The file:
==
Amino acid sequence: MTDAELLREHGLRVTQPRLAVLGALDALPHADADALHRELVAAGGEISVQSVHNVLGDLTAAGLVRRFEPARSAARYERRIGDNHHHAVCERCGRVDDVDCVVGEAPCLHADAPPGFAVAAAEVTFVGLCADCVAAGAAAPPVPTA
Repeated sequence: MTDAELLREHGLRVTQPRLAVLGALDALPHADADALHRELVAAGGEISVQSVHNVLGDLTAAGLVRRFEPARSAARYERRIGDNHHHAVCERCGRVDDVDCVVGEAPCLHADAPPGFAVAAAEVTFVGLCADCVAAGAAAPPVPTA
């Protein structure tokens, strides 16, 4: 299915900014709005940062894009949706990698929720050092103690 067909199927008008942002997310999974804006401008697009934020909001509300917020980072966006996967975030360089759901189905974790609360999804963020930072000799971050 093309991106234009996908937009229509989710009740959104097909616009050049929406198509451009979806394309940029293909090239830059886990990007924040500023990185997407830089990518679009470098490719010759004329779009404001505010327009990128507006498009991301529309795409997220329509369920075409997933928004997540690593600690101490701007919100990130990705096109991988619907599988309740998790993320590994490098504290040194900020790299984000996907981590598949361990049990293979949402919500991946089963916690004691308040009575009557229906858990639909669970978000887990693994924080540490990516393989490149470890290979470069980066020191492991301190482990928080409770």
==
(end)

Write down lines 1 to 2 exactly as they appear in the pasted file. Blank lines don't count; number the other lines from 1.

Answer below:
Amino acid sequence: MTDAELLREHGLRVTQPRLAVLGALDALPHADADALHRELVAAGGEISVQSVHNVLGDLTAAGLVRRFEPARSAARYERRIGDNHHHAVCERCGRVDDVDCVVGEAPCLHADAPPGFAVAAAEVTFVGLCADCVAAGAAAPPVPTA
Repeated sequence: MTDAELLREHGLRVTQPRLAVLGALDALPHADADALHRELVAAGGEISVQSVHNVLGDLTAAGLVRRFEPARSAARYERRIGDNHHHAVCERCGRVDDVDCVVGEAPCLHADAPPGFAVAAAEVTFVGLCADCVAAGAAAPPVPTA